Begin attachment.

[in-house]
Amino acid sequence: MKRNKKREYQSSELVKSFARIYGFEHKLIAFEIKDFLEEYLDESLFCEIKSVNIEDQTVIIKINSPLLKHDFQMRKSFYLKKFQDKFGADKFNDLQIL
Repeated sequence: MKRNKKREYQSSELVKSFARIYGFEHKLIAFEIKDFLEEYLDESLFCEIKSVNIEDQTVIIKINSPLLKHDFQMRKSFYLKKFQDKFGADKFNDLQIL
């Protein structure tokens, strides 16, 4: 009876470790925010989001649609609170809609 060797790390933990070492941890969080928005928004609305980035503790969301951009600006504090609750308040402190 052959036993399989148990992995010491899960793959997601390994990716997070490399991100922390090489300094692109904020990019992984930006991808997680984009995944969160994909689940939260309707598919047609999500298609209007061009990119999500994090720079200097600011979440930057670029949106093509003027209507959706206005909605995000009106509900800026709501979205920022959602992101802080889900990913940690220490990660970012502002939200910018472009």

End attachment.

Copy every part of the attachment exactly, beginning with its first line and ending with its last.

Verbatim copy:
[in-house]
Amino acid sequence: MKRNKKREYQSSELVKSFARIYGFEHKLIAFEIKDFLEEYLDESLFCEIKSVNIEDQTVIIKINSPLLKHDFQMRKSFYLKKFQDKFGADKFNDLQIL
Repeated sequence: MKRNKKREYQSSELVKSFARIYGFEHKLIAFEIKDFLEEYLDESLFCEIKSVNIEDQTVIIKINSPLLKHDFQMRKSFYLKKFQDKFGADKFNDLQIL
């Protein structure tokens, strides 16, 4: 009876470790925010989001649609609170809609 060797790390933990070492941890969080928005928004609305980035503790969301951009600006504090609750308040402190 052959036993399989148990992995010491899960793959997601390994990716997070490399991100922390090489300094692109904020990019992984930006991808997680984009995944969160994909689940939260309707598919047609999500298609209007061009990119999500994090720079200097600011979440930057670029949106093509003027209507959706206005909605995000009106509900800026709501979205920022959602992101802080889900990913940690220490990660970012502002939200910018472009």